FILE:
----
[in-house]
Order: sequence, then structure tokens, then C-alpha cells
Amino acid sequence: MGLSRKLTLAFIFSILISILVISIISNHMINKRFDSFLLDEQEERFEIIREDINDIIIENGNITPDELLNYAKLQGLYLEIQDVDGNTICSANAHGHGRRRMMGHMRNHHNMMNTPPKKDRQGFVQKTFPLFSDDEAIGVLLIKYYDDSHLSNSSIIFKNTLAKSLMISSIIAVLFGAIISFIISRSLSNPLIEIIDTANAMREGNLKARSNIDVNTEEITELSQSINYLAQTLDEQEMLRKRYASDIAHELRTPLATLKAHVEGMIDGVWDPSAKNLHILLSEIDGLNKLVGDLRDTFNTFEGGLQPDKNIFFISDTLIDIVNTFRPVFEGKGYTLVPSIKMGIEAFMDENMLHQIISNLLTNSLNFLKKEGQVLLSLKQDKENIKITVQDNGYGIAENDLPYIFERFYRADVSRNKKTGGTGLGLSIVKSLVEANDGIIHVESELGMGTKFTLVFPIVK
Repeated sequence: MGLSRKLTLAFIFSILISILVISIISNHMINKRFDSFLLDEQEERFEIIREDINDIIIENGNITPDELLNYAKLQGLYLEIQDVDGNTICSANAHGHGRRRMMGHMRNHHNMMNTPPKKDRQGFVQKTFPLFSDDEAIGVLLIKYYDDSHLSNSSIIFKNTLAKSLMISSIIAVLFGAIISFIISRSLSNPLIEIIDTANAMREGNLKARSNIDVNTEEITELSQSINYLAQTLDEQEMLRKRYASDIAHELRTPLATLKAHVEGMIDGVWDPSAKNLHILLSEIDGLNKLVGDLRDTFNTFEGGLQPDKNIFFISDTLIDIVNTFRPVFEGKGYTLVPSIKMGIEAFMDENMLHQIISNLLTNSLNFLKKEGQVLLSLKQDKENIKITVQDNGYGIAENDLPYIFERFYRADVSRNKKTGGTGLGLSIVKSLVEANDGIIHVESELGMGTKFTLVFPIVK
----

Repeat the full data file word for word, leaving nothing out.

[in-house]
Order: sequence, then structure tokens, then C-alpha cells
Amino acid sequence: MGLSRKLTLAFIFSILISILVISIISNHMINKRFDSFLLDEQEERFEIIREDINDIIIENGNITPDELLNYAKLQGLYLEIQDVDGNTICSANAHGHGRRRMMGHMRNHHNMMNTPPKKDRQGFVQKTFPLFSDDEAIGVLLIKYYDDSHLSNSSIIFKNTLAKSLMISSIIAVLFGAIISFIISRSLSNPLIEIIDTANAMREGNLKARSNIDVNTEEITELSQSINYLAQTLDEQEMLRKRYASDIAHELRTPLATLKAHVEGMIDGVWDPSAKNLHILLSEIDGLNKLVGDLRDTFNTFEGGLQPDKNIFFISDTLIDIVNTFRPVFEGKGYTLVPSIKMGIEAFMDENMLHQIISNLLTNSLNFLKKEGQVLLSLKQDKENIKITVQDNGYGIAENDLPYIFERFYRADVSRNKKTGGTGLGLSIVKSLVEANDGIIHVESELGMGTKFTLVFPIVK
Repeated sequence: MGLSRKLTLAFIFSILISILVISIISNHMINKRFDSFLLDEQEERFEIIREDINDIIIENGNITPDELLNYAKLQGLYLEIQDVDGNTICSANAHGHGRRRMMGHMRNHHNMMNTPPKKDRQGFVQKTFPLFSDDEAIGVLLIKYYDDSHLSNSSIIFKNTLAKSLMISSIIAVLFGAIISFIISRSLSNPLIEIIDTANAMREGNLKARSNIDVNTEEITELSQSINYLAQTLDEQEMLRKRYASDIAHELRTPLATLKAHVEGMIDGVWDPSAKNLHILLSEIDGLNKLVGDLRDTFNTFEGGLQPDKNIFFISDTLIDIVNTFRPVFEGKGYTLVPSIKMGIEAFMDENMLHQIISNLLTNSLNFLKKEGQVLLSLKQDKENIKITVQDNGYGIAENDLPYIFERFYRADVSRNKKTGGTGLGLSIVKSLVEANDGIIHVESELGMGTKFTLVFPIVK